Blue Plate Diner closes doors after 20 yearsMay 12, 2021 12h02 ● By Justin Adams
A view of the diner’s entrance. (Daniel Smith/City Journals)
By Daniel Smith | [email protected]
From its origin as a juice bar, to its transformation into an award-winning “Diners, Drive-ins and Dives”-worthy restaurant, the Blue Plate Diner has achieved an almost legendary status throughout its 20 years on the corner of 2100 South and 2100 East. This May, the diner will be permanently closing its doors.
John Bouzek, who at the time was working as a food sales representative, moved from Chicago to Salt Lake City in the 1990s, and, according to co-owner Joe Mandl, “fell in love with the place, and for some reason, opened up a juice bar.” Named “Juice, etc.” the juice bar lasted roughly five years. Frustrated with the early hours, high levels of spoilage, and demanding workload that come along with juicing, Bouzek sold the business. However, he soon acquired it back and decided to turn it into a diner.
But Bouzek’s new diner needed a name. One of his favorite restaurants in Chicago bore the name “Blue Plate.” Seeing that there were no businesses in Salt Lake City of the same name, Bouzek figured it would be a good name for his restaurant.
Some three years later, Mandl moved to Utah from Southern California to snowboard on Utah’s famous slopes. Beginning at Blue Plate as a server, Mandl worked his way up to co-owner. “That was 17 years ago,” Mandl said. He has been a co-owner of the restaurant ever since.
Throughout the years, not too much has changed at Blue Plate. Modeled after Salinas Drug—a drugstore once located in Salinas, Utah—Blue Plate’s aesthetic has remained consistent. The mid-century-style counter located just inside the entrance (which was bought from Salinas Drug), the vintage barstools, and the memorabilia and antiques which decorate the walls and shelves, work together to create an environment which is at once nostalgic and inviting.
Blue Plate’s menu has been almost as unwavering as its appearance, though there have been notable additions and retractions. “It hasn’t really changed,” Mandl said. “We’ve always kind of been predominantly breakfast.” But when they first started, many people were coming in for home-cooked dinners. When the diner was a strictly local, smaller operation, 90% of the menu items were made in-house. “At one point, we were making our own breading for our onion rings,” Mandl said.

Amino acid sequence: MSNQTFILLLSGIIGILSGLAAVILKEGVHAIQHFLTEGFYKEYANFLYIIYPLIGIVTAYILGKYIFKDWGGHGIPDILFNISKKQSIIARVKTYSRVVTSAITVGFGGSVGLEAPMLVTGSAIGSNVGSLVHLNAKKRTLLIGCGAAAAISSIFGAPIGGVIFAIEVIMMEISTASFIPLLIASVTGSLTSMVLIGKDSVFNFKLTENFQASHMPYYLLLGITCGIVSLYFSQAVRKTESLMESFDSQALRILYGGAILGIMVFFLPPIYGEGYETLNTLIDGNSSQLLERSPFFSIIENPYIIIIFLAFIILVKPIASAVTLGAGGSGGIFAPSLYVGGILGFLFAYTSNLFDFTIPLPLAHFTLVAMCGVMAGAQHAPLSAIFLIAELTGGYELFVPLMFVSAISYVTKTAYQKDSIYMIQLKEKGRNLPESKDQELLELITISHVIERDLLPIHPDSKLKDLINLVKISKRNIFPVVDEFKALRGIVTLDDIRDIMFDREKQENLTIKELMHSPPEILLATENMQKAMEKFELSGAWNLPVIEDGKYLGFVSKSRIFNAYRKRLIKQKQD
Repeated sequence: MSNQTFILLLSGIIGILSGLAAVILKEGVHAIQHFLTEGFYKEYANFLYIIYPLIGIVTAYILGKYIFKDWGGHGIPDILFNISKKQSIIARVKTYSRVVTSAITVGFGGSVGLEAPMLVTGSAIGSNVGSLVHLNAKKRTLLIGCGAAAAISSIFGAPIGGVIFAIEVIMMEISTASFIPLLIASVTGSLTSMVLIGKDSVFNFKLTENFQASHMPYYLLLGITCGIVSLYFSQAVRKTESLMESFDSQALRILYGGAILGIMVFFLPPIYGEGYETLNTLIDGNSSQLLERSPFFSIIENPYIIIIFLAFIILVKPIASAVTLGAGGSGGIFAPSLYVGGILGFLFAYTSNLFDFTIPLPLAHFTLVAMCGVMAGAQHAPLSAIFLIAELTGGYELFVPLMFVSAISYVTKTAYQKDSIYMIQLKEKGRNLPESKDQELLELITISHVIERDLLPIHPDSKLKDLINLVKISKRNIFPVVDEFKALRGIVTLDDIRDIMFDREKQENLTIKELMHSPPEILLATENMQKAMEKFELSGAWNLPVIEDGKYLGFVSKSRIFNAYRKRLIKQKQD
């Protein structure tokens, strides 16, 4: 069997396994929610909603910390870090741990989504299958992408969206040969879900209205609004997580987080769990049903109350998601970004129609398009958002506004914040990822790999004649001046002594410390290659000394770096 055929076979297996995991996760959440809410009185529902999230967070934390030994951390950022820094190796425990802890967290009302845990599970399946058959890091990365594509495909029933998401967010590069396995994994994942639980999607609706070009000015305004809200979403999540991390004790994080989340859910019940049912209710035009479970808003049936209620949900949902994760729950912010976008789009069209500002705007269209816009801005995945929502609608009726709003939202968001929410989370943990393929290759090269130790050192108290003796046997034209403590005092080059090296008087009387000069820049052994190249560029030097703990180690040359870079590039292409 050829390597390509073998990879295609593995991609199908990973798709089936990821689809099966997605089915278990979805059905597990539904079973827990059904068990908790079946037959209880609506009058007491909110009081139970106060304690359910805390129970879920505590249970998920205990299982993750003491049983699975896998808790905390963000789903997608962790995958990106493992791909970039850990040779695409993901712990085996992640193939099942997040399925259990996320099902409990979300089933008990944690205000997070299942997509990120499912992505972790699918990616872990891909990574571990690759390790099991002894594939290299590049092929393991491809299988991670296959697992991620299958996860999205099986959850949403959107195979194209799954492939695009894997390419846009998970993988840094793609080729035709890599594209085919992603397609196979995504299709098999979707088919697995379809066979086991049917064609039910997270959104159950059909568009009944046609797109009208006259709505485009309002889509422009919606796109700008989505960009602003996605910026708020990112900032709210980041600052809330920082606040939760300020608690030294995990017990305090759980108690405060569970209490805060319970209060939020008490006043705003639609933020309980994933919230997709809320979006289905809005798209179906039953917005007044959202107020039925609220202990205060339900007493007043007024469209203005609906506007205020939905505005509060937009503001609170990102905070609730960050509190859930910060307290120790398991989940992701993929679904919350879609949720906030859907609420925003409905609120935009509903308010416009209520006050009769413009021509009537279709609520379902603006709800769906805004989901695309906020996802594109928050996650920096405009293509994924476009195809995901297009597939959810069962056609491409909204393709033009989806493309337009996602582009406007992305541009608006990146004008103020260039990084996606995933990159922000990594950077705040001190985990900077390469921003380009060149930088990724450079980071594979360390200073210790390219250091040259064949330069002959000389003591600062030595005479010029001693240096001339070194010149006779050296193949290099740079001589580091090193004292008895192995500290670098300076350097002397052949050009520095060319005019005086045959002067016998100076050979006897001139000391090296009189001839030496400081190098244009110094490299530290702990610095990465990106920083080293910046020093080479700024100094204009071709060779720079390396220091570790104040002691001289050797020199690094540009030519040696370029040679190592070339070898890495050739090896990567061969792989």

Even amidst the rising popularity, they have managed to maintain a commitment to fresh products. “Seventy-five percent of our menu is still made in-house. We make our corn beef from scratch,” Mandl said. “We buy dry beans and cook them” instead of opting for the less labor-intensive option of serving beans from a can.
“Being here 20 years, we’ve weathered many a storm,” Mandl said. “I’ve watched restaurants come and go. I’ve watched people make it and people not make it. It’s like watching a time lapse on your phone.” He noted that he had watched at least 15 businesses cycle through the building occupying the corner opposite Blue Plate.
While Mandl attributes some of the restaurant’s success to the quality of the food they serve, he also thinks they have managed to thrive for so many years on account of their flexibility and friendliness. “You open a restaurant, you have an idea, and then it becomes completely, 100% experimental,” he said. They were constantly adding items to the menu. Mandl said that, “At one point, prior to COVID, we were at over 100 items,” resulting in a menu which was “over four pages long.” Blue Plate’s willingness to adapt is complemented by a homey, comfortable milieu. “We look at everybody as a friend that comes over to dinner at your house.”
But over the course of the last couple of years, Mandl and Bouzek started to wonder if it was time to say goodbye to their diner. For one, after the onset of the COVID-19 pandemic, they were compelled to cut back their dinner hours, closing at 2 p.m. instead of the previous 9 p.m. The menu shrunk to reflect the reduction in hours.
Secondly, Mandl and Bouzek have been approached with many offers to buy the property. “People have been trying to develop this corner for five-plus years, maybe even 10. We’ve held out for a long time.” The co-owners were finally approached by an offer they felt good about, partially because they are familiar with the developers and their work, and are confident that the space will be put to good use.
The development plan involves tearing down the building, which has been around since the 1950s, and erecting a multi-level, multi-use structure in its place. Commercial and retail developments will occupy the ground floor. The rest will be set aside for apartments.
While Mandl and Bouzek will have more time to direct attention to their other joint business endeavors, it’s clear that Blue Plate has been an integral part of their lives for the last 20 years.
Mandl said that the thing he is most proud of regarding Blue Plate are all of the formative experiences which have taken place there. Mandl and Bouzek announced the restaurant’s closing on social media and were immediately flooded with comments from people reminiscing on the important life events which had transpired within Blue Plate’s walls. Whether it was meeting a spouse, becoming engaged, or a child’s graduation dinner, the co-owners were shocked at the number of memories in the comment sections of their posts.
“For there to be a couple posts of us announcing that we were closing on social media, and for there to be over 800 comments of people’s memories, is pretty amazing. That’s the most important thing,” Mandl said. “A lot of people actually, thoroughly love this diner. It’s kind of bizarre that we created something like that.” And, he added, “I’m sure nobody was saying that when Olive Garden went out of business.”